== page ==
Sunday, January 26, 2014

Writing Solitude

Sometimes it seems the writing life is one of solitude. While there are times (notably during write-ins for NaNoWriMo) when I can pound away at the keyboard surrounded by people, noise, and activity, my deepest dives into productive writing occur in solitude.

Maybe that's why I like to write at night. The dark outside reinforces my sense of being alone with the words I am trying to capture on the page or screen.

The solitude of the writing life can be tough on relationships. Not only because we send our significant others, children, friends, and acquaintances outside our writing "caves," closing office or bedroom doors against interruptions, but also because we tend to live in the worlds we're creating. Some part of our minds remains in the stories and with the characters in these fictional universes - and our fellow humans can't follow us there, at least not until we're willing to share some pages or talk about the plots or characters.

Then there are the moments when I emerge from my cave or fictional universe craving what I call "adult conversation." My paid work also involves being alone, working from home (most of the time) and interacting primarily with a screen. When my significant other gets off swing shift, he's spent eight hours surrounded by hundreds of people in a crowded student union dining hall. I've spent that time in my head. It's no surprise we sometimes navigate a bit of turbulence until our rhythms re-synch. Like my tendency to mix up point of view in a story scene (ask my patient editor), our reconnections can feel jumpy and confusing before his winding down and my winding up meet somewhere in the middle.

As January comes to a cold and somewhat dreary end here in my town, I continue to feel the need that kicked off the new year - the need to create more room in my life for the things and people I love. Finding space where the solitude necessary for writing and the bumpy joy of connection with other people can coexist presents an ongoing challenge. I'd love to hear from other authors about how you've done it - or how you wish you could.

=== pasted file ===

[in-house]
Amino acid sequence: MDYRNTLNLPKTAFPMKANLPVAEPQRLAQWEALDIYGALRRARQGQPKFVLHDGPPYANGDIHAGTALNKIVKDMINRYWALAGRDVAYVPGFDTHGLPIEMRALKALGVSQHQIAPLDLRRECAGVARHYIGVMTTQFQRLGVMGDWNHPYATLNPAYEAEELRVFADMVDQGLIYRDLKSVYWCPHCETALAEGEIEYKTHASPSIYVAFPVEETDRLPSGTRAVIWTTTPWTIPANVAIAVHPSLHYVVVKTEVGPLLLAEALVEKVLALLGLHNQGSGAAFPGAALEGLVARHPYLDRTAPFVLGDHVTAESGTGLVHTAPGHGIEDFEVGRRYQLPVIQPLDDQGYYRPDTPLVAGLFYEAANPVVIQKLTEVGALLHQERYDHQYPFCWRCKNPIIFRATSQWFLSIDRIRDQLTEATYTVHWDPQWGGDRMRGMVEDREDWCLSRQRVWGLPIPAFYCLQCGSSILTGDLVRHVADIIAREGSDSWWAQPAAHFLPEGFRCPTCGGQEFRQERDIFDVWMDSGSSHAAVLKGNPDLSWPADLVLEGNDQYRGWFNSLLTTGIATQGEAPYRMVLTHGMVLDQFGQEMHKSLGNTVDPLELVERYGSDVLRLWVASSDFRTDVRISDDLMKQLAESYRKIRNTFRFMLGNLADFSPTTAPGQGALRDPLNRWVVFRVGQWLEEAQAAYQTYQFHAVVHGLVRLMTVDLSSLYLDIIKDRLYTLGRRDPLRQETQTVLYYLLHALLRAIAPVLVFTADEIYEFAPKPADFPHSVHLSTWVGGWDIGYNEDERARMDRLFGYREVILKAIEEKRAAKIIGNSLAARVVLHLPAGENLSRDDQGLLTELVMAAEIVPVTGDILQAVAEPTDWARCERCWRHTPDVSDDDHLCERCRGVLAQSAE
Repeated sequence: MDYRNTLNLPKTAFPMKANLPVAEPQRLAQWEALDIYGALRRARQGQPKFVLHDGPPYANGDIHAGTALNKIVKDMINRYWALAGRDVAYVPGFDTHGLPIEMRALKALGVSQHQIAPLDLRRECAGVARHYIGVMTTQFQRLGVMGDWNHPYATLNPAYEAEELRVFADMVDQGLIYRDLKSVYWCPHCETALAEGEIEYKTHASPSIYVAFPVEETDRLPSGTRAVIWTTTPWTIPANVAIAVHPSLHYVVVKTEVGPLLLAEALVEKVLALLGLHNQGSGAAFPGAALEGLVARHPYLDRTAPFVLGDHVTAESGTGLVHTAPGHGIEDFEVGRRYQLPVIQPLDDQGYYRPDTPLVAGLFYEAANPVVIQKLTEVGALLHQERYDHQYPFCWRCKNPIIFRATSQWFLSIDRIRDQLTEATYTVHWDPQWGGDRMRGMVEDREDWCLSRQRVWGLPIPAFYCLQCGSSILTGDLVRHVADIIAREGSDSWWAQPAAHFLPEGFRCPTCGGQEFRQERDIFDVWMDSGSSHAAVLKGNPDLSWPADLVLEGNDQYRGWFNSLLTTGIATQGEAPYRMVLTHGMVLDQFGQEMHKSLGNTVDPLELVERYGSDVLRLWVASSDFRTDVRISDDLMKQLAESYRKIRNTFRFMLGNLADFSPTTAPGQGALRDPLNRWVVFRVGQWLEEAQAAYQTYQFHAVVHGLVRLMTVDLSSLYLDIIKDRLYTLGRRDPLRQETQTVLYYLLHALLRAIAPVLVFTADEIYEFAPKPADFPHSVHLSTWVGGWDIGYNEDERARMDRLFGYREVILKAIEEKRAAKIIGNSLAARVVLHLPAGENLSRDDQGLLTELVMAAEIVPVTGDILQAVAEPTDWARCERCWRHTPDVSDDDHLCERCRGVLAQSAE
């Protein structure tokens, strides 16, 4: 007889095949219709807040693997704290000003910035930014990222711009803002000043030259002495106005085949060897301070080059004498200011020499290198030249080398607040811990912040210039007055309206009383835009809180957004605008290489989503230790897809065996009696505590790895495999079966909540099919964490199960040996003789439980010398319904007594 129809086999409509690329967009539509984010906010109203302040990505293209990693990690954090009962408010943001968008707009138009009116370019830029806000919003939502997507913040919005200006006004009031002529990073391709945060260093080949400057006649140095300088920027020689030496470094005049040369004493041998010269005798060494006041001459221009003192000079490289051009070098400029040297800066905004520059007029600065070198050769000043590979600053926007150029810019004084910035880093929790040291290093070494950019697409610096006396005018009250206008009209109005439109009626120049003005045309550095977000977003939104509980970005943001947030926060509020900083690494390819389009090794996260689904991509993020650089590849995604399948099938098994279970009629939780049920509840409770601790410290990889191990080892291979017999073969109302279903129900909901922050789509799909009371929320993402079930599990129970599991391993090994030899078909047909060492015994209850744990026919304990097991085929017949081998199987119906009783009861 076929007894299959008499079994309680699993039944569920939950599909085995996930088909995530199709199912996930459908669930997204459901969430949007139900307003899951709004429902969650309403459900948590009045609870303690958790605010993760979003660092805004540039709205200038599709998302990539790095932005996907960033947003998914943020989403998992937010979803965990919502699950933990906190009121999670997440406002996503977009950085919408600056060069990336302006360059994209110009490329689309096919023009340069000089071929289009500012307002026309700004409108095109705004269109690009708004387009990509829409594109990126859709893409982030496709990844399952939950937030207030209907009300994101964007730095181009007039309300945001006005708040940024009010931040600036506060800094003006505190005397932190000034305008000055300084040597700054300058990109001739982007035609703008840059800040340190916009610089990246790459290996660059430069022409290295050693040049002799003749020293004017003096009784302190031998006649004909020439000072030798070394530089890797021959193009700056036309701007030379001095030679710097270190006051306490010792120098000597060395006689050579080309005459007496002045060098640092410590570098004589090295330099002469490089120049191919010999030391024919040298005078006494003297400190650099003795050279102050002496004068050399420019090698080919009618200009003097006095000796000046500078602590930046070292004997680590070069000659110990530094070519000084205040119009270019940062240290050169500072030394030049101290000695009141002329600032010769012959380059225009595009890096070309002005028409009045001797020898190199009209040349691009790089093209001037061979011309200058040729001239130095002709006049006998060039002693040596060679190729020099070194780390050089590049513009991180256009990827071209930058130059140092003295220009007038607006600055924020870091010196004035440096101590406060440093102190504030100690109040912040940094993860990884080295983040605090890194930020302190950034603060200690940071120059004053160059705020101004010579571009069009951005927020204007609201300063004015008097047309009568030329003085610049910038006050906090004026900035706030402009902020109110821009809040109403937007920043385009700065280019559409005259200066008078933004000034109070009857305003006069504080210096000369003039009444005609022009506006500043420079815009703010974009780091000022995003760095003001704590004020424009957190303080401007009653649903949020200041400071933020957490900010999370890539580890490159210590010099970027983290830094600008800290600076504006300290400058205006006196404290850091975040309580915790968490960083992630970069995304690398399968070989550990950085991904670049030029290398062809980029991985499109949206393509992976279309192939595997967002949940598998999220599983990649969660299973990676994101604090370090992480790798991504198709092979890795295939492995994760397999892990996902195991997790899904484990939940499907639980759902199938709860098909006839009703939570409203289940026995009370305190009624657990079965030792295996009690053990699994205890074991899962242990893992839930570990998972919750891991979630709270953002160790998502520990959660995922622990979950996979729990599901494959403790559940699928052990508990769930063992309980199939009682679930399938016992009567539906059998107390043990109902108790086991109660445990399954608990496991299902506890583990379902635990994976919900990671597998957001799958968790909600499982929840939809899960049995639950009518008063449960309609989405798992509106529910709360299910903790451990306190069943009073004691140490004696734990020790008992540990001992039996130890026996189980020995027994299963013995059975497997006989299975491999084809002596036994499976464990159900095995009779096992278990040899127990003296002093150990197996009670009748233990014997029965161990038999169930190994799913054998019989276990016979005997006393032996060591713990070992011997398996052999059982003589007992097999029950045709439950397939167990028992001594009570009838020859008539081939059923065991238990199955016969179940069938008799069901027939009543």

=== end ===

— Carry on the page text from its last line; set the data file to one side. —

Elizabeth Fountain blogs at Point No Point. Her novel An Alien's Guide to World Domination describes how people can do the impossible, as long as they have each other and a good dog. Her second book, a magical romance about the power of "once upon a time," will be published in June of 2014.


Julie Eberhart Painter said...

My husband and I are only children. That helps us respect our solitudes.

We talk about our real or fictional lives at meals, lunch included, now that he's retired. By batting the plot around my in-home scientist, this artist gets all kinds of good ideas.

Allison Knight said...

It's not easy, not when you are both retired. Fortunately, my husband has his interested, as well as helping with my writing, and we spend evenings together, no matter what.

Liz Fountain said...

Time together is important - making sure its part of the routine (meals, evenings, conversations) sounds lovely.


Novel Novelist said...

You are very fortunate. My pup, Lily the Terrorist, doesn't care if I want to write. She wants to play or find something to shred that will get my attention. It's like having a three year old loose and unsupervised in the house! When she sleeps, I can write, otherwise it's a war of wills.

Big Mike said...

Agree. It's why I get up at 4 or 5 AM and do my business before my wife wakes up.

Michael Davis (
Author of the Year (2008 and 2009)
Award of Excellence (2012)

Liz Fountain said...

Good luck with that war of wills, Gary - I never seemed to win one with the dogs and cats in my life!
BM, that's awful early, but I guess it's the same as me staying up late to work in the dark hours. Thanks!